"There are those that see JSF as the last manned fighter. I'm one that's inclined to believe that."
-- Adm. Michael Mullen, chairman of the U.S. Joint Chiefs of Staff
It's been a few months since we last wrote about events in the unmanned aerial vehicle (UAV) industry. But they haven't been uneventful months. Let's check in on what's new in the wonderful world of flying robots that kill.
Northrop Grumman: Robot overlord
Northrop Grumman (NYSE: NOC ) has basically monopolized UAV headlines these past few months. As I mentioned a few weeks ago, the company's Fire Scout robotic helicopter has gone straight from test flights aboard warships in the Eastern Pacific to a $2.6 billion contract to enter mass production for the Navy.
And not just the Navy. In April, we learned that Northrop had delivered a Fire Scout system (consisting of three whirlybirds and supporting tech) to CENTCOM for deployment in Afghanistan. Last I heard, the Army wasn't too keen on the Fire Scout, preferring to make do with the General Atomics Predators, Textron (NYSE: TXT ) Shadows, and other plane-based UAVs with which it was more familiar. Northrop shareholders can now hope a bit of hands-on experience will help change the Army's mind.
One if by land, 55 if by sea
Meanwhile, back at sea, the Fire Scout continues to fill helipads. It's already been deployed on a pair of USN frigates for trials, and in February the Navy confirmed that it has also run test flights off the deck of the Navy's Littoral Combat Ship USS Freedom. The tests were described as "successful" and are being viewed as a green light to begin "fully incorporating the [Fire Scout] into LCS operations." As we've mentioned before, the Navy plans to float a fleet of 55 LCSes eventually. So even if United Technologies (NYSE: UTX ) and Boeing (NYSE: BA ) are now angling to build robotic helos of their own, it seems Northrop's market opportunity just got that much bigger.
Nor is Fire Scout the only trick Northrop has up its sleeve. As you're probably aware, even though the Fire Scout has been garnering plenty of press, it's still mainly a curiosity. ("What? A remote-controlled helicopter? Cool. I got one of those for my 13th birthday!") When there's heavy-lifting UAV work that needs doing, the Pentagon more often gives General Atomics a ring and orders up a Predator.
General Atomics, generally obsolete?
But perhaps not for long. According to Aviation Week, Northrop recently unveiled a new airplane-based UAV called the Firebird that aims to challenge the Predator's dominance. Unlike Predator, the Firebird is said to be big enough to carry a pilot when needed. It's also super-high-tech, hailing from the Scaled Composites workshop that Northrop bought back in 2007.
So … an (optionally) manned fighter jet, presumably bigger than the Predator. Is this the UAV we've been waiting for? The dogfighting robotic jet that can go toe-to-toe with manned "Soviet" MiGs, and win?
Um, no. For one thing, there are no more Soviets to fight (although there are still plenty of MiGs.) For another, according to AW, the top speed on the Firebird is going to be only about 230 mph. That's not fast enough to win a dogfight, or survive long against any modern fighter jet. But the plane could be big enough to serve as an airborne Sidewinder or AMRAAM platform. It's a start.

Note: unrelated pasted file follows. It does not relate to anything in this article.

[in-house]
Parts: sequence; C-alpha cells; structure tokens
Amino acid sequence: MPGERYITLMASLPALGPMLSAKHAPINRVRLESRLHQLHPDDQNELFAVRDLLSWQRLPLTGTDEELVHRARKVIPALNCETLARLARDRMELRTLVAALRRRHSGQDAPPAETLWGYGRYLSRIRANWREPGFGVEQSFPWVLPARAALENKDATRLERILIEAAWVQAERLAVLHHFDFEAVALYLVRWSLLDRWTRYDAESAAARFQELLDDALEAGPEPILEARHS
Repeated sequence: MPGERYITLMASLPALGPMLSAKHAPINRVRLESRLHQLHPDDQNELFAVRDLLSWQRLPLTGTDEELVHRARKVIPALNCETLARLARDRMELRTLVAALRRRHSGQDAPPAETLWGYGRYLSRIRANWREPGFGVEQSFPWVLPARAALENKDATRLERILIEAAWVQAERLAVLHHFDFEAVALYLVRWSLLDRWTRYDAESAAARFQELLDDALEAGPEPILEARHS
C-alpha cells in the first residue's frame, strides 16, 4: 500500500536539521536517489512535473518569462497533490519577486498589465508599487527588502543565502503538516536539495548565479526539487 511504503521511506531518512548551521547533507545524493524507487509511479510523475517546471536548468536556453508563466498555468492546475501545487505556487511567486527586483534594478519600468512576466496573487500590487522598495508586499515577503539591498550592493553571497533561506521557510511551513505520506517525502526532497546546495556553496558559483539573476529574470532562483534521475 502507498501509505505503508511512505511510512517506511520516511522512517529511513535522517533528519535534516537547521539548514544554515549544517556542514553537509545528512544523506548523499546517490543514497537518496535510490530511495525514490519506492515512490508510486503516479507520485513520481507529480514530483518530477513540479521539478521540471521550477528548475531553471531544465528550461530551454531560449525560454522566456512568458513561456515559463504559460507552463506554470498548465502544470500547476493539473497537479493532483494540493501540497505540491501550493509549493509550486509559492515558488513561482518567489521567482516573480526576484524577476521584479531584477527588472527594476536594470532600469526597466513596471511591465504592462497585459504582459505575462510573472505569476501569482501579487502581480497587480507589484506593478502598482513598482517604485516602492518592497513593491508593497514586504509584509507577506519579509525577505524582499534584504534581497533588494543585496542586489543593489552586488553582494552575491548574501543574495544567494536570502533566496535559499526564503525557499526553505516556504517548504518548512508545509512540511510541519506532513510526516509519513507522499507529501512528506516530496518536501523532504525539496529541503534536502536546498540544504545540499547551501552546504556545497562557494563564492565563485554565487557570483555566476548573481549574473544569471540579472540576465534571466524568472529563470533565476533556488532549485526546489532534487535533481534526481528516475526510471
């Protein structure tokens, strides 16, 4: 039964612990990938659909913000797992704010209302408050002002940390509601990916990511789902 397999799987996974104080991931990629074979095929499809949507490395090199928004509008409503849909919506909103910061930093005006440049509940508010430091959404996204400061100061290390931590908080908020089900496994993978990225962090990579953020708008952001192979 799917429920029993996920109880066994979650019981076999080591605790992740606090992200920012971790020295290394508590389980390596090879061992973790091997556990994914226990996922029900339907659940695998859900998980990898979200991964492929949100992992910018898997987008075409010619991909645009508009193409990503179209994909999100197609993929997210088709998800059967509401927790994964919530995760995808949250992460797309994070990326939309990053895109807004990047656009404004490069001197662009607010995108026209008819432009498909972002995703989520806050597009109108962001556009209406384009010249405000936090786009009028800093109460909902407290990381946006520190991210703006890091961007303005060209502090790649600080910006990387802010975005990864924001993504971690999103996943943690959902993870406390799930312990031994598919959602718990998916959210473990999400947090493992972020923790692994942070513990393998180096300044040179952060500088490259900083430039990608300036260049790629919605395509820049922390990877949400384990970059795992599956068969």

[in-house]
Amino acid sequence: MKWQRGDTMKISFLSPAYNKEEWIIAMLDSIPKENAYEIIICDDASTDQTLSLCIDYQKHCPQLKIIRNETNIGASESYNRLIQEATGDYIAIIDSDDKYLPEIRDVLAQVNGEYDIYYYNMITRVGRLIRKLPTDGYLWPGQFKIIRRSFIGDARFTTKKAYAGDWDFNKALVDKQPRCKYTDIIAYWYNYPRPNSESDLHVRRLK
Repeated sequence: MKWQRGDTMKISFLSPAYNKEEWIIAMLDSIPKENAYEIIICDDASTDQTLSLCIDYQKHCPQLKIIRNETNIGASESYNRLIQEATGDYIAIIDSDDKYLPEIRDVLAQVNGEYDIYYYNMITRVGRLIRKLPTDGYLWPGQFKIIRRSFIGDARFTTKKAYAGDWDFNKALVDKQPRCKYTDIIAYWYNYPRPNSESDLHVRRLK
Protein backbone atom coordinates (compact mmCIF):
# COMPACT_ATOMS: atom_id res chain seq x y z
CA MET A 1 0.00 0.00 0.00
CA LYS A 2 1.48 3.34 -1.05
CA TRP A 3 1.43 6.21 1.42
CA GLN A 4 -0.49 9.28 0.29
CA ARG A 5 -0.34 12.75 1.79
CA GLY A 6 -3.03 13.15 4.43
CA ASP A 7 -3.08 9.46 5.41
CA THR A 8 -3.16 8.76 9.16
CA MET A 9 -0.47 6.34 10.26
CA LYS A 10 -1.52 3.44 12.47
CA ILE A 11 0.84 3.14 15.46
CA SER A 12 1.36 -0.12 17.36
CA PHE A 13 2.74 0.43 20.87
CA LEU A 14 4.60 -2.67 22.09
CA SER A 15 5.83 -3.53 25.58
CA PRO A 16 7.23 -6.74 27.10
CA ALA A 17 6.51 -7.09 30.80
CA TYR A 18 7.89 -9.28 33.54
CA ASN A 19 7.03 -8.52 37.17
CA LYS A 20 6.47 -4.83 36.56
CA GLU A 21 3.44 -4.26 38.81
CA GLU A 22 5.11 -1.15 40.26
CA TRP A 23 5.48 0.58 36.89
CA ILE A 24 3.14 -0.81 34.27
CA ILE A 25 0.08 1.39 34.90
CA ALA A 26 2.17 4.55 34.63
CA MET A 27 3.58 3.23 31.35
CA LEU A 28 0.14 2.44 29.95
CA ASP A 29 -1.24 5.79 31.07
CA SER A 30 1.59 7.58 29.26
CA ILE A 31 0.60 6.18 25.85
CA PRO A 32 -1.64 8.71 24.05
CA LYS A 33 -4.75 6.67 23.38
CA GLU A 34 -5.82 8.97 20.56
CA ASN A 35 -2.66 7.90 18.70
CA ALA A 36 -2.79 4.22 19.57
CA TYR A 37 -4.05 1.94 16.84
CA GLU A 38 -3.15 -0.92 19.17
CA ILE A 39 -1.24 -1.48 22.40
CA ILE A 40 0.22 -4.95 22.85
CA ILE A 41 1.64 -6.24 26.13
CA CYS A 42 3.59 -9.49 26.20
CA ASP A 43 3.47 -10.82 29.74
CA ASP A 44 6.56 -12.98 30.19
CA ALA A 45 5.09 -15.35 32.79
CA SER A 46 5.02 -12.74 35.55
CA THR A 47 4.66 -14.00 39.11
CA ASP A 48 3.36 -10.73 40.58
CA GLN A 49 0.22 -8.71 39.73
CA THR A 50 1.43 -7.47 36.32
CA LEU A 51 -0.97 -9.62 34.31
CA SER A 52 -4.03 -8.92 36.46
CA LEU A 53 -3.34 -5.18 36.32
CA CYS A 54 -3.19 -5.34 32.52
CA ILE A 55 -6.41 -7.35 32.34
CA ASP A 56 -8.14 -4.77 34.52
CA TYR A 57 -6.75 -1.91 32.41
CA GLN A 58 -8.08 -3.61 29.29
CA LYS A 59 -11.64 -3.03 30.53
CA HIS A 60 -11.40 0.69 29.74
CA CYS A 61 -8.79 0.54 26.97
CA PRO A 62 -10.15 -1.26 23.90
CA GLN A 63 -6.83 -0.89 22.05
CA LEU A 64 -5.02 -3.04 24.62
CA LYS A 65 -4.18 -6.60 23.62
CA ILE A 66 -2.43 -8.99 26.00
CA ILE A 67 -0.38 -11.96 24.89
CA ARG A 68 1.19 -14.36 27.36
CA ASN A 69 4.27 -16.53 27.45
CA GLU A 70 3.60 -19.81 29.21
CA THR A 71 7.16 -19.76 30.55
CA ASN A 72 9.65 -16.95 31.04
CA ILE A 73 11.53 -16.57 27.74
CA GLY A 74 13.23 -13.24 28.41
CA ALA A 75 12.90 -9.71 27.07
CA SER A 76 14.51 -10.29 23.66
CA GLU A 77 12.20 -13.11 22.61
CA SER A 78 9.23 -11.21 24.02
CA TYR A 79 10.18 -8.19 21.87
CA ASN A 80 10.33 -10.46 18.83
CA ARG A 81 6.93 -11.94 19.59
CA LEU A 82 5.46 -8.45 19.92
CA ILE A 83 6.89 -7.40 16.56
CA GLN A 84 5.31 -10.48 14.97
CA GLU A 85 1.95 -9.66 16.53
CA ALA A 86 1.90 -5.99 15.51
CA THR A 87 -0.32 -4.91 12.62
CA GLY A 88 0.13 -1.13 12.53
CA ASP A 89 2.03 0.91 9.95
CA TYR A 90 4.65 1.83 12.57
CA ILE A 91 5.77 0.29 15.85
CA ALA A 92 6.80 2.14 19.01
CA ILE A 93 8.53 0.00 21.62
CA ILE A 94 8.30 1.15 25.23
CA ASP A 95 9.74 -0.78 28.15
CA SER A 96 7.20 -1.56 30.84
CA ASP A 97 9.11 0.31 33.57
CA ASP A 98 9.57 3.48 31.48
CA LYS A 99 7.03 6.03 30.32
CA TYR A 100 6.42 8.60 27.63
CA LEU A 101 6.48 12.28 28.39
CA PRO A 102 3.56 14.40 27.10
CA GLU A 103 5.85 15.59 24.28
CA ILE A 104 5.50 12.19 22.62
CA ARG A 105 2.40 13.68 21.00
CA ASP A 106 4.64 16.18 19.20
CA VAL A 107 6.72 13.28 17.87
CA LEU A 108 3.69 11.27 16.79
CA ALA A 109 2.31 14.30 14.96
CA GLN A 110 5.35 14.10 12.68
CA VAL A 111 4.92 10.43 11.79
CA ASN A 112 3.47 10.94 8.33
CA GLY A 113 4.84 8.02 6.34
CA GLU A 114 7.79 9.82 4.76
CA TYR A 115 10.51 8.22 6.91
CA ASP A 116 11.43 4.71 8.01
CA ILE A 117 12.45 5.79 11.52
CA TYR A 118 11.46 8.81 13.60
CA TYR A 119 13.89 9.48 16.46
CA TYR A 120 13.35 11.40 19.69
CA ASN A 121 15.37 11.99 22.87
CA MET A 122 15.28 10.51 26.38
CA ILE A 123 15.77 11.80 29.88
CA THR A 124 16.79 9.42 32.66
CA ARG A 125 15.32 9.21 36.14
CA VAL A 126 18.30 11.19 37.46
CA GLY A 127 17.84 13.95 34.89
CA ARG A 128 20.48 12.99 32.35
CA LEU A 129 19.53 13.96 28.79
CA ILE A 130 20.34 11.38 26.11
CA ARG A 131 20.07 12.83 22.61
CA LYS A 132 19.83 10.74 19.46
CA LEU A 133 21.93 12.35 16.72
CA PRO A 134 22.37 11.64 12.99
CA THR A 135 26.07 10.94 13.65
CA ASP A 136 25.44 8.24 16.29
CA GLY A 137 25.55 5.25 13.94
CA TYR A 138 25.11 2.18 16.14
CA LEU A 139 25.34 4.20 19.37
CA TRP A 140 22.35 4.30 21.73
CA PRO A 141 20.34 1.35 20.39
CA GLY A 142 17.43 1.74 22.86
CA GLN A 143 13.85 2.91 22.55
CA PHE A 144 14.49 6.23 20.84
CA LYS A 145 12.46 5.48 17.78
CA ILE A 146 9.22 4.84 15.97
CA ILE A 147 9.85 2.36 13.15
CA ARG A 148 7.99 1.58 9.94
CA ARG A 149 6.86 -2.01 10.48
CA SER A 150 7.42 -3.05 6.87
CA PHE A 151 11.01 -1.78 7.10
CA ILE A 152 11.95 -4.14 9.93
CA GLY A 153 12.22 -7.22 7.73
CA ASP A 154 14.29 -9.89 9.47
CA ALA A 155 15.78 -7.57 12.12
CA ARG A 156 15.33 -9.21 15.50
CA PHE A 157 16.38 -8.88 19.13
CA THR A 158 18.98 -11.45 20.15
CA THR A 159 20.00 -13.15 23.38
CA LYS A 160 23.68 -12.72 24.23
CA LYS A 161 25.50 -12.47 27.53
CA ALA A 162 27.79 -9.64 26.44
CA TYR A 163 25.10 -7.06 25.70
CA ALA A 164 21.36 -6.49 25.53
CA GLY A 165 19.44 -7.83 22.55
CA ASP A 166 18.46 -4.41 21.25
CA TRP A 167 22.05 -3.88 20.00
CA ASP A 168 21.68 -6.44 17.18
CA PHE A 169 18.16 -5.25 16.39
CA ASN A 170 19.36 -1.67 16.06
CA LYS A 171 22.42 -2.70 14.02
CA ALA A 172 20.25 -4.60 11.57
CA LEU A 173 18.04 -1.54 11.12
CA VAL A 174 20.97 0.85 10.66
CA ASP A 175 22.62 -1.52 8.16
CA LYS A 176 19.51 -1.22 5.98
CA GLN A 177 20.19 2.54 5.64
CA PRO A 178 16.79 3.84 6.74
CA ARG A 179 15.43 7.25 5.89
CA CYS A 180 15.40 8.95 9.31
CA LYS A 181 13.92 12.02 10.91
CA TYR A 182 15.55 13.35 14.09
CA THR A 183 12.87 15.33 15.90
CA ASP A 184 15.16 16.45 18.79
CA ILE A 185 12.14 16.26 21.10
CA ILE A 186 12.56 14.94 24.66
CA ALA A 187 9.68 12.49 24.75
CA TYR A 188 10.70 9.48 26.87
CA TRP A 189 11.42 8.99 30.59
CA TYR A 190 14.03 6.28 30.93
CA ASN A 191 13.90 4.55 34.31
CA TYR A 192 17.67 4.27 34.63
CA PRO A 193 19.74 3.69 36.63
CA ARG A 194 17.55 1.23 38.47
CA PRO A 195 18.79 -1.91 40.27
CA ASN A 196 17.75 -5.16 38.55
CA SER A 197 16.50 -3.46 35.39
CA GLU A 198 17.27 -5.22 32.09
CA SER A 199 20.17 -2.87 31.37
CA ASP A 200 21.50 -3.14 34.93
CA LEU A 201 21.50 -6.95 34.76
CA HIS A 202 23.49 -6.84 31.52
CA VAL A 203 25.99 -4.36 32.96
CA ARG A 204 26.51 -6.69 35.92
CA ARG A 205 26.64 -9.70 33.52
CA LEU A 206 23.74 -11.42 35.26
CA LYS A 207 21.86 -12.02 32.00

Last but not least, speaking of things just getting started, the U.S. Defense Security Cooperation Agency this week announced that it's drafting guidelines to facilitate foreign purchases of U.S. UAVs. Why? Well, let's just say some of our allies haven't moved quite as aggressively as Boeing, L-3 (NYSE: LLL ) , and Honeywell (NYSE: HON ) to get UAV prototypes off the ground.
Case in point: Over in Europe, French defense contractor Dassault recently signed a memorandum of understanding with partner BAE Systems in England. According to news reports, the companies hope to "establish a framework under which they may jointly pursue [the] long-term business opportunity" of creating a medium-altitude, long-endurance flying robot. In other words, they've drafted a memo to consider beginning a discussion to eventually build a UAV to be named later.
Hey! Slow down there, pardner! Let's not rush into anything.
What does all this mean to investors? Here's how I think of it: Start with the Continent's slow factor in the UAV race. Then factor in the serious pressure European defense budgets are under these days -- arguably even worse than our own -- which will discourage significant investments in new tech.
To me, it seems unlikely Northrop and its U.S. peers will face real competition for international UAV sales any time soon. If I'm right, these companies should be able to capture the lion's share of overall growth in UAV sales -- and I'll bet Northrop gets more than its fair share of that. Meanwhile, Northrop's selling for 9 times earnings, pegged for 11% long-term earnings growth, and paying a 3.2% dividend.
So … you know that sound you hear, investor? That's opportunity knocking.
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